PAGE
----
'The Female Ear: The History of Music as a Danger for Women's Nerves', Dr James Kennaway (Stanford University)
Joint seminar by the Centre for the History of Medicine and the Philosophy Department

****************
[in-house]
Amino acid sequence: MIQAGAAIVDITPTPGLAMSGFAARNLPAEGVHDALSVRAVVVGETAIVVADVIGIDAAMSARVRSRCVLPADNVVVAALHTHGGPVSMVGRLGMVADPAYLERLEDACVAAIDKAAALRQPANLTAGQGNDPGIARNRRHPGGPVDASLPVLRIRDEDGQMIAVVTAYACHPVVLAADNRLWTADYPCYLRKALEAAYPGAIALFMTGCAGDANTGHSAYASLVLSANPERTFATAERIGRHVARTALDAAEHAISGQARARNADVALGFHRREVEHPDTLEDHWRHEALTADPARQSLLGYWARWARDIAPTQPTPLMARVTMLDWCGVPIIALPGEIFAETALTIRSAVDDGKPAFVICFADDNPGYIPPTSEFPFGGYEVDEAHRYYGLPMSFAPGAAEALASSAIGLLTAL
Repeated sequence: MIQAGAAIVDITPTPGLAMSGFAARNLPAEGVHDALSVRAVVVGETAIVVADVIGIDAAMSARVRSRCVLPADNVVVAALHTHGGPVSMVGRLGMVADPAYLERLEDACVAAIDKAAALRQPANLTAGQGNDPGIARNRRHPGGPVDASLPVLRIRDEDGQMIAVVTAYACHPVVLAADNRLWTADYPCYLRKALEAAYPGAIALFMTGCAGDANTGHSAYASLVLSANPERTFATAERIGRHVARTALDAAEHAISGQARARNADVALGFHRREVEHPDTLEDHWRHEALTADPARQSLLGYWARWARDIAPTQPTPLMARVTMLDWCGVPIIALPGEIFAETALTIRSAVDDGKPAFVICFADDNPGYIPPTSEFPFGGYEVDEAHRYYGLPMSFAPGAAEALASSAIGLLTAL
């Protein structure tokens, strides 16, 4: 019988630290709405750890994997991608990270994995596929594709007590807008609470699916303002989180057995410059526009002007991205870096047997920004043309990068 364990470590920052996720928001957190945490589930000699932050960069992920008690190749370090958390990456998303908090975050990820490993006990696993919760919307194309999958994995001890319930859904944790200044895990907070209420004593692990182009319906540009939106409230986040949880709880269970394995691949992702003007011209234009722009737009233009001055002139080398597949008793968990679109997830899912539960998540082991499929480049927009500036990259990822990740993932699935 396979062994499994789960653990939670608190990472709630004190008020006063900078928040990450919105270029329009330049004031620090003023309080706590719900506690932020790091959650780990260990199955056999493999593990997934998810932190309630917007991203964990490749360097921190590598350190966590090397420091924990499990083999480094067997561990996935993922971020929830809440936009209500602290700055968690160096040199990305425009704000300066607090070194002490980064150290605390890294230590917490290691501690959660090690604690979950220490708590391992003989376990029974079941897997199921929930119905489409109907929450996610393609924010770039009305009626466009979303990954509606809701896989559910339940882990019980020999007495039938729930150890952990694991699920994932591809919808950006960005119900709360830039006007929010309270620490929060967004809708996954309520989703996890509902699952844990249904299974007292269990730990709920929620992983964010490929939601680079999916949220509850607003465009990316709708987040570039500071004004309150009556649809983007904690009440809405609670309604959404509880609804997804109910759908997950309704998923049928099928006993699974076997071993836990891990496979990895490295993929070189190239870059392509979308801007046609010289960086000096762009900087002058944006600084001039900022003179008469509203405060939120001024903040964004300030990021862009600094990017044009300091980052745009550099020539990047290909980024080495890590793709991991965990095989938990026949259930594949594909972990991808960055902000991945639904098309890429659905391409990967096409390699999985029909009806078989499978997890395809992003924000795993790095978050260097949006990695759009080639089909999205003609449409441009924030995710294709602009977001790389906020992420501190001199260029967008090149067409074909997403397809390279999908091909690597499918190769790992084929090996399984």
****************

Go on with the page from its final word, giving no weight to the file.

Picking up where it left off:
Abstract The female ear has long been regarded as particularly susceptible to the physical stimulation of music, especially the “wrong kind” of music. Neo-Platonic and Puritan motifs of musical sensuality’s dangers to self-control and morality among female listeners are a persistent theme in the history of music. Crucially, this attitude took a more medical turn in the eighteenth and nineteenth centuries, as ideas about female moral and physical weakness were associated with the nerve paradigm of understanding the body. The female ear became the entrance to a nervous system that could be damaged by music with dangerous medical and moral consequences, as this paper will outline. First, I will look at the developments in the seventeenth and eighteenth centuries that laid the foundations for anxiety about the nervous effects of music on the female ear. Then I will turn to the emerging idea of music as a threat to women’s nerves in the medical, literary and critical discourse of the nineteenth century, when nervous music emerged as a Zivilisationskrankheit. Finally I will consider the underlying cultural reasons that led to this and some of the continuities between anxieties about women’s nerves and older ways of thinking about music and gender.
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